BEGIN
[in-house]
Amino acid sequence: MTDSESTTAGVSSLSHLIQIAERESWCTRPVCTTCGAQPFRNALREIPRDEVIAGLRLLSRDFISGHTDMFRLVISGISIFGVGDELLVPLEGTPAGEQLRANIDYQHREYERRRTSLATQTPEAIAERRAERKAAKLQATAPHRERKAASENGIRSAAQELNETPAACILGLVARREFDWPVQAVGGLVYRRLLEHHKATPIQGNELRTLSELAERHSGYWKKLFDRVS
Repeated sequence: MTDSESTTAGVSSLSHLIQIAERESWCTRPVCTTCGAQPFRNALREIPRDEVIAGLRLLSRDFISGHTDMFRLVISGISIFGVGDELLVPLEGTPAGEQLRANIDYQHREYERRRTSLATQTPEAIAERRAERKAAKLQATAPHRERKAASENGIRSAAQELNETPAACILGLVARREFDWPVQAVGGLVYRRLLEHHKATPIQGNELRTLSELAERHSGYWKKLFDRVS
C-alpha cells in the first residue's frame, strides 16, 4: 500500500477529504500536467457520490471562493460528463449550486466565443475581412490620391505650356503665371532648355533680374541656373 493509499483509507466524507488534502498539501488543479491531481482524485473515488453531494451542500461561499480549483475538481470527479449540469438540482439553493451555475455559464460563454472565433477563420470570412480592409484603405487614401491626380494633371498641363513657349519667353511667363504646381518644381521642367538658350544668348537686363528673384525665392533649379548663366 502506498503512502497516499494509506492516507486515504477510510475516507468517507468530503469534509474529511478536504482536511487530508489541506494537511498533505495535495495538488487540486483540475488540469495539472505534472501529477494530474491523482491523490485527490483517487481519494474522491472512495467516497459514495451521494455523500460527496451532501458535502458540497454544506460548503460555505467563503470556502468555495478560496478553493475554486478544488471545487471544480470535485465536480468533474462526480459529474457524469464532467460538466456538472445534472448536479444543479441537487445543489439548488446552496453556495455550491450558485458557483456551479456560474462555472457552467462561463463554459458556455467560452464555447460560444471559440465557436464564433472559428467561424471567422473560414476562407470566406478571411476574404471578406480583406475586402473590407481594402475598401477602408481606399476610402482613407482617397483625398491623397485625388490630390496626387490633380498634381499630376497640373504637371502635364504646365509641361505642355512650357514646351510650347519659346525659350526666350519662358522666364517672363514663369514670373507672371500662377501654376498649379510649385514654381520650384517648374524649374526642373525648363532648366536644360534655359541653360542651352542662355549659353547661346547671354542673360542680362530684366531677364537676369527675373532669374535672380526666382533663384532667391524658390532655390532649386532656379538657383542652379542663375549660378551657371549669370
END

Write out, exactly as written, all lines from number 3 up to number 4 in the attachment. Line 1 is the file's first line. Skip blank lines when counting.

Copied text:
Repeated sequence: MTDSESTTAGVSSLSHLIQIAERESWCTRPVCTTCGAQPFRNALREIPRDEVIAGLRLLSRDFISGHTDMFRLVISGISIFGVGDELLVPLEGTPAGEQLRANIDYQHREYERRRTSLATQTPEAIAERRAERKAAKLQATAPHRERKAASENGIRSAAQELNETPAACILGLVARREFDWPVQAVGGLVYRRLLEHHKATPIQGNELRTLSELAERHSGYWKKLFDRVS
C-alpha cells in the first residue's frame, strides 16, 4: 500500500477529504500536467457520490471562493460528463449550486466565443475581412490620391505650356503665371532648355533680374541656373 493509499483509507466524507488534502498539501488543479491531481482524485473515488453531494451542500461561499480549483475538481470527479449540469438540482439553493451555475455559464460563454472565433477563420470570412480592409484603405487614401491626380494633371498641363513657349519667353511667363504646381518644381521642367538658350544668348537686363528673384525665392533649379548663366 502506498503512502497516499494509506492516507486515504477510510475516507468517507468530503469534509474529511478536504482536511487530508489541506494537511498533505495535495495538488487540486483540475488540469495539472505534472501529477494530474491523482491523490485527490483517487481519494474522491472512495467516497459514495451521494455523500460527496451532501458535502458540497454544506460548503460555505467563503470556502468555495478560496478553493475554486478544488471545487471544480470535485465536480468533474462526480459529474457524469464532467460538466456538472445534472448536479444543479441537487445543489439548488446552496453556495455550491450558485458557483456551479456560474462555472457552467462561463463554459458556455467560452464555447460560444471559440465557436464564433472559428467561424471567422473560414476562407470566406478571411476574404471578406480583406475586402473590407481594402475598401477602408481606399476610402482613407482617397483625398491623397485625388490630390496626387490633380498634381499630376497640373504637371502635364504646365509641361505642355512650357514646351510650347519659346525659350526666350519662358522666364517672363514663369514670373507672371500662377501654376498649379510649385514654381520650384517648374524649374526642373525648363532648366536644360534655359541653360542651352542662355549659353547661346547671354542673360542680362530684366531677364537676369527675373532669374535672380526666382533663384532667391524658390532655390532649386532656379538657383542652379542663375549660378551657371549669370